Omega-3 fish oil may protect against alcohol-related dementia: Lab data

By Nathan Gray

- Last updated on GMT

Omega-3 fish oil may protect against alcohol-related dementia

Related tags Docosahexaenoic acid Omega-3 fatty acid Fish oil

Consumption of the omega-3 long chain fatty acid DHA could help to protect against alcohol-related dementia, according to new data from lab studies.

The research, presented at the European Society for Biomedical Research on Alcoholism, suggests that docosahexaenoic acid (DHA) can protect the brain from inflammation and cell death that is associated with high levels of alcohol intake - something that is a known risk factor for dementia.

Led by Dr Michael Collins from Loyola University Chicago Stritch School of Medicine, USA, the research tea exposed cultured brain cells of rats to high levels of alcohol on its own or in combination with DHA - finding that the omega-3 fatty acid protected the cultures from damage by alcohol.

Collins said that while she initial findings offer promise, further studies are needed to confirm whether fish oil protects against alcohol-related dementia.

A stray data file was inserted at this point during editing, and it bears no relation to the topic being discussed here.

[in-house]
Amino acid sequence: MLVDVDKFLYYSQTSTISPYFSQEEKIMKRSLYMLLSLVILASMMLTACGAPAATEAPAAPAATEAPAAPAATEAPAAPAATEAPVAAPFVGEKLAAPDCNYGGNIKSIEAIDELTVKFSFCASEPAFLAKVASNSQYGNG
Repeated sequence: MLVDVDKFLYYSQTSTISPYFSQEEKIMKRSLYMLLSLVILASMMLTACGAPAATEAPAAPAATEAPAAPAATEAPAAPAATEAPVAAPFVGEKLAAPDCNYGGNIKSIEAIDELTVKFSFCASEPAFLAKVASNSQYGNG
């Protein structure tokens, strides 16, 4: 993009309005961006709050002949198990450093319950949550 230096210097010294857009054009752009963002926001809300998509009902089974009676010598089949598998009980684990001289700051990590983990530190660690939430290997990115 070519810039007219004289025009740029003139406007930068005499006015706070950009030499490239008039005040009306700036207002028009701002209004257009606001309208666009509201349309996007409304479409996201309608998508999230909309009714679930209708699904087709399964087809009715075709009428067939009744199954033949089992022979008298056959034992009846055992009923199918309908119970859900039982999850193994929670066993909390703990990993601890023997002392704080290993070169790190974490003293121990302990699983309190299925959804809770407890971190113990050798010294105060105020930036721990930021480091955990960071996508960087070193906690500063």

"Fish oil has the potential of helping preserve brain integrity in abusers,"​ he commented. "At the very least, it wouldn't hurt them."

However, Collins added that best way for an alcohol abuser to protect the brain is, if possible, to quit drinking or cut back to moderate amounts.

"We don't want people to think it's okay to take a few fish oil capsules and then continue to go on abusing alcohol,"​ he added.

Study details

The research team noted that previous studies have shown that long-term alcohol abuse increases the risk of dementia, while it appears that small amounts of alcohol might, in effect, make brain cells more fit.

Indeed, alcohol in moderate amounts stresses cells and thus toughens them up to cope with major stresses down the road that could cause dementia, said the researchers. But too much alcohol overwhelms the cells, leading to inflammation and cell death.

In the new study, Collins and his team exposed cultures of adult rat brain cells to amounts of alcohol equivalent to more than four times the legal limit for driving.

These cell cultures were compared with cultures of brain cells exposed to the same high levels of alcohol plus DHA.

Collins and his colleagues found there was about 90% less neuroinflammation and neuronal death in the brain cells exposed to DHA and alcohol than in the cells exposed to alcohol alone.

The study findings were reported at the 14th Congress of the European Society for Biomedical Research on Alcoholism in Warsaw. 

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